Satu Mäki-Arvela: "I Really Want Students to Share My Passion for Learning"

Satu is a staff writer for Her Campus at Helsinki but she's also training to be a teacher. This week, we talked to her about the challenges of teacher training and how the school environment is changing.

What do you study?

I’m a fourth year English major, doing the pedagocical studies for teachers at the moment. Even though I’m training to be an English teacher, I entertain the possibility to teach religious education and ethics as well, as the study of religions is one of my minors. I’m not sure what the future holds for religious education in Finnish schools since there has been a lot of talk about combining the different existing religious subjects into one non-proselytising all-encompassing subject. Perhaps eventually all the different religious groups are put in the same classroom, which I don’t consider a bad idea at all. I find teaching languages very different to other humanities, but that is why the English/Ethics&Religions -combination appeals to me. The approach to the subject is very different, but in essence both are about culture. I’m also minoring in film and television studies, and I think that films and tv-series offer many great tools for teaching a language or introducing new topics in a classroom.

What made you decide you wanted to train to be a teacher?

When I applied to Uni, I thought of it as my back-up plan. I still don’t have career plan A so here I am! To be honest, even though I’ve enjoyed the training period so far, I have mixed feelings about being a teacher. I don’t really like being the center of attention, so I’m not in my comfort zone standing in front of the class every day. However, I see that as a chance to challenge myself and grow as a person. What really draws me into teaching, then, is the satisfaction I get when I see a pupil having that light bulb moment and I know I’ve done something right. I’m sincerily interested in hearing students’ own ideas and opinions, and I really want them to share my passion for learning.

There’s been a lot of talk in the media lately about the difficulties that teachers face in their job. What’s your experience in the classroom been like?

All the kids I have taught are sweet and smart and used to teacher trainees, so I have had it easy. Some other trainees have had more challenging groups. I think the hardest thing is to motivate those students who for one reason or another have negative attitudes towards the subject or school in general. Part of the training is to participate in various seminars and discussion groups that deal with issues related to school life, such as multiculturalism in a classroom, teachers’ group managing skills, bullying and students with learning disabilities or problems with mental health. There are many things to consider when you put twenty or thirty young people together and they all have different personalities, different skills and different needs. Some of the examples I’ve heard in the seminars have been quite extreme, and I also have heard some classroom horror stories from close friends and family. I think teachers have to remember to be merciful to themselves and not to take every rude word from a rebelling teen personally.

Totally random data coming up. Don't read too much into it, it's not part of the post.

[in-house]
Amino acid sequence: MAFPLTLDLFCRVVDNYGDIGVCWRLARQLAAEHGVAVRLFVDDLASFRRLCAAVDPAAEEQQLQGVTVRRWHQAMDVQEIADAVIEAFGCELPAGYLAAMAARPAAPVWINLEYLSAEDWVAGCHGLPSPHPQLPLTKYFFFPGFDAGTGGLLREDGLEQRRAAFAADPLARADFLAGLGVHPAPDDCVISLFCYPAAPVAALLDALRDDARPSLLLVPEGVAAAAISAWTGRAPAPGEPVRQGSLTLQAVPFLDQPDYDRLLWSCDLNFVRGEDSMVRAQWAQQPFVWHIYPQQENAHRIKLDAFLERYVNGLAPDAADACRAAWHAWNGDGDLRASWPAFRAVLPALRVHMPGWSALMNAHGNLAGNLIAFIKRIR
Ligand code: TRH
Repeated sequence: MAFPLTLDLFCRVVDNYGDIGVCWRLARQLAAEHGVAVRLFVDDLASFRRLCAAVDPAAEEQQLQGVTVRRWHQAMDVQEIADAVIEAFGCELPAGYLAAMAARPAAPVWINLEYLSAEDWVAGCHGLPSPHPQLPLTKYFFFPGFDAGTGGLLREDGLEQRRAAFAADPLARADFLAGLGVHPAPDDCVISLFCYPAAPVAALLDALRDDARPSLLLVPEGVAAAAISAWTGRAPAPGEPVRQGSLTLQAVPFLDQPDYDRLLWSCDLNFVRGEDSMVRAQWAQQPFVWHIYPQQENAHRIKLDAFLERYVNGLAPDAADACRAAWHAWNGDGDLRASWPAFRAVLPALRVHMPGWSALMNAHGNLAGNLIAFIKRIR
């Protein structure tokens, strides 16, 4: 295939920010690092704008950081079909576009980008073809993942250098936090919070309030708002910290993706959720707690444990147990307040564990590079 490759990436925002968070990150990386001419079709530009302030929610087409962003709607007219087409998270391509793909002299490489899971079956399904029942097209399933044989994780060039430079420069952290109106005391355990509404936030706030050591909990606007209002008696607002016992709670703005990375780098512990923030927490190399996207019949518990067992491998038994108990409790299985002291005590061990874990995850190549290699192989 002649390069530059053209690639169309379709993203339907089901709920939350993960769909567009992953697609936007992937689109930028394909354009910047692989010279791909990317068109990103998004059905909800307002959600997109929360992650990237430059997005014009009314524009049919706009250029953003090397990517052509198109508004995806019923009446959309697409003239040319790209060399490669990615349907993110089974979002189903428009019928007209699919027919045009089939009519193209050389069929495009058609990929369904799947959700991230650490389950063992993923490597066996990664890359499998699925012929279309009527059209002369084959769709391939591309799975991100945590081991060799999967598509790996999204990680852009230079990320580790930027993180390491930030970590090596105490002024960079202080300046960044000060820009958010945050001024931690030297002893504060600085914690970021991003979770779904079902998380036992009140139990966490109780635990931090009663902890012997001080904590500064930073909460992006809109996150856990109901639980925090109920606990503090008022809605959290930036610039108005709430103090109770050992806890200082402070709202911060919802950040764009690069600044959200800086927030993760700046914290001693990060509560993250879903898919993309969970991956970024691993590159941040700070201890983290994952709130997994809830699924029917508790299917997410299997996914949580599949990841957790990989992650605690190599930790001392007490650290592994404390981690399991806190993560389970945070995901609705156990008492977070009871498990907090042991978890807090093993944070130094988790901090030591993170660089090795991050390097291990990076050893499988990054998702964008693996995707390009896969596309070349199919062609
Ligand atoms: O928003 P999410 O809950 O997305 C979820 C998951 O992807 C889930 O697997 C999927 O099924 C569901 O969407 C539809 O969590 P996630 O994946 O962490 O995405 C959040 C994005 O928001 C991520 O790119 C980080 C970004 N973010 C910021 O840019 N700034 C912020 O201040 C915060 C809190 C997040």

Has the school environment changed since your own schooldays?

Oh yes! When I was in 3rd grade we went to the IT class once a week and were taught how to find pictures on Google. Today’s kids use digital devices and all sorts of apps on a daily basis, it’s all Kahoot and Quizlet and everything is online. I think that teachers are also more tolerant to kids moving around; it is acceptable to walk around in class if that helps the student to concentrate. All in all the school environment is more understanding and supporting than strict and authoritarian. But that is just my experience.

What advice would you give to someone thinking of applying to pedagogical studies?

The theoretical part of the studies can be very laborious, and the training leaves you only little spare time, so working or doing other studies simultaneously might be too much. What comes to the profession, there is no right way of doing things: all teachers have their own style and that is perfectly ok. Students are all different anyway, so it’s good that they have teachers who are not all out of the same mould.

You’re also a member of Her Campus! What’s the best part of being in the team?

Free bake sale samples.